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Simply Fit, by Cindy Haskin-Popp, will help you make physical activity a part of everyday life. The health benefits of regular exercise and overall daily physical activity will be discussed. Fun, practical and easy-to-follow tips on an exercise program will be shared, as will the most current research. Fitness tips for families and seniors, on fitness centers and on buying proper and affordable equipment will be regularly given. 

Thursday, August 5, 2010

Tips to Avoid the "Freshman 15"

As some freshmen head off to college this fall, they will be gaining more than just knowledge - they will be putting on a little extra weight.  Many factors, such as heavy class loads and longer studying periods interrupt normal sleep and eating patterns and make less time for physical activity.  And, all too often, late night studying while eating pizza is the norm.  Although some view the "Freshmen 15" as a "rites of passage," the additional pounds can have some negative health consequences later in life.

Last year, The American Council on Exercise (ACE) released these recommendations to help freshmen keep their weight, and health, in check.
  • Get Active:  Instead of hitching a car ride with your roommate, walk or ride your bike to classes and other areas on campus.  Also, consider enrolling in courses that require you to be physically active during the class.  In addition, many colleges and universities have a campus recreation center which provides an opportunity to participate in intramural sports and/or group fitness classes.  The exercise will not only help you to control your body weight, but can reduce stress as well; thus, improving your overall health.
  • Make Nutritious Choices:  No one is saying to completely nix the pizza and study party, but moderation is key.  Opt for one slice and fill up on fruit and veggies.  Better yet, grab a whole grain bagel and top with low-sodium tomato sauce and reduced-fat cheese to satisfy your pizza craving without the additional calories and fat.  Many dorms will allow you to have a mini refrigerator in your room and some even have microwaves located in community gathering rooms that can be accessed to make quick and easy meals and snacks.
  • Eat Breakfast, Lunch, and Dinner:  Research shows that those individuals who eat a daily breakfast are more likely to maintain a healthy weight.  It is a good idea to keep non-perishable foods, such as whole-grain cereal (which can be eaten dry if need be) and meal replacement bars, stocked in your dorm room for those days that your class schedule interferes with your ability to make it to the campus dining hall.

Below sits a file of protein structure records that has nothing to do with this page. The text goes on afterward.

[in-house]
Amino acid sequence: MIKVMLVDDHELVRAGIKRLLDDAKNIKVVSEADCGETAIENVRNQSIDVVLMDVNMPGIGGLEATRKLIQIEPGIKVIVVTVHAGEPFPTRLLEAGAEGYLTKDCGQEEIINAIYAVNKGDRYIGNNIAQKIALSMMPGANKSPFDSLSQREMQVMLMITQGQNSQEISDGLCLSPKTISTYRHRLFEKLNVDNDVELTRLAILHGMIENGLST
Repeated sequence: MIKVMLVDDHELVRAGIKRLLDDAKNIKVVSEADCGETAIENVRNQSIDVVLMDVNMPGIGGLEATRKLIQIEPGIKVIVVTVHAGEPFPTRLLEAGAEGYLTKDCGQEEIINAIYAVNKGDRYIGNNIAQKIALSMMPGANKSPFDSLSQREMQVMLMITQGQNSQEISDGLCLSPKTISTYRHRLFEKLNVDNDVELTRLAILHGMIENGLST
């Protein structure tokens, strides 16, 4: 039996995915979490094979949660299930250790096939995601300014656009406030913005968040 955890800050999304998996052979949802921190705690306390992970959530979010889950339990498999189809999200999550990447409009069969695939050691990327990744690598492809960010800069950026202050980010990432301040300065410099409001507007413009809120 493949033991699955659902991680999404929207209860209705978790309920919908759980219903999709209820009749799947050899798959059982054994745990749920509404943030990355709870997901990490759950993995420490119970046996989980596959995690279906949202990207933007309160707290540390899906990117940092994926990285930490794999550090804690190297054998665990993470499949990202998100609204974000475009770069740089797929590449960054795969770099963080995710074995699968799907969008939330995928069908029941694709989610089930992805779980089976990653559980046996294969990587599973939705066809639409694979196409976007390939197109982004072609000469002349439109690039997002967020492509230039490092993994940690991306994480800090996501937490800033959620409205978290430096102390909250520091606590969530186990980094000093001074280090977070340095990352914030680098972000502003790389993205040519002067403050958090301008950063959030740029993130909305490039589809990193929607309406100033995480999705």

• Choose Healthy Snacks:  Your brain needs energy to tackle long studying sessions.  However, foods high in fat and sugar will just leave you sluggish and drained a few hours later.  Choosing snacks that have a good balance between protein and carbs is the best way to go.  Yogurt and low-fat granola or a handful of nuts and dried fruit make great snacks that will give you the mental stamina you need without the "bottoming out" effect.
  • Stress Be Gone:  Stress leads to an elevation in cortisol levels which can trigger appetite.  Try to manage stress through relaxation techniques and take regular study breaks.  Deep breathing exercises and walking are good ways to relieve stress.
  • Don't Underestimate the Power of Sleep:  Unfortunately, "college life" can interfere with your sleep schedule.  Lack of quality sleep can lead to weight gain.  Research has shown that sleep deprivation can interfere with hunger regulation leading to an increase in appetite and cravings for fatty and sugary foods.  Ideally, you want to get 8 hours of sleep.
  • Alcohol Equals Calories:  Most freshmen are not of legal drinking age anyway.  However, if you are of age, recognize that alcoholic beverages can contain high amounts of calories.  Alcohol also can stimulate the hunger center leading to consumption of unnecessary calories.  Avoid or limit alcohol consumption.
The "Freshman 15" is not inevitable.  Making adjustments that allow for adequate amounts of exercise and consuming a balanced, nutrient dense diet can help ward off weight gain.  Make your healthy lifestyle habits social - invite your roommates, fraternity brothers, sorority sisters, and other friends to join you in your efforts.

The American  Council on Exercise

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Blogger The Single Mothers Chronicles said...

Ok see I avoided them in 1986 (ack!) when I was a freshman...however they have since *snuck* in and outta my life repeatedly!!

I wish I had these good habits back when I was a kid!


August 7, 2010 at 5:57 PM 

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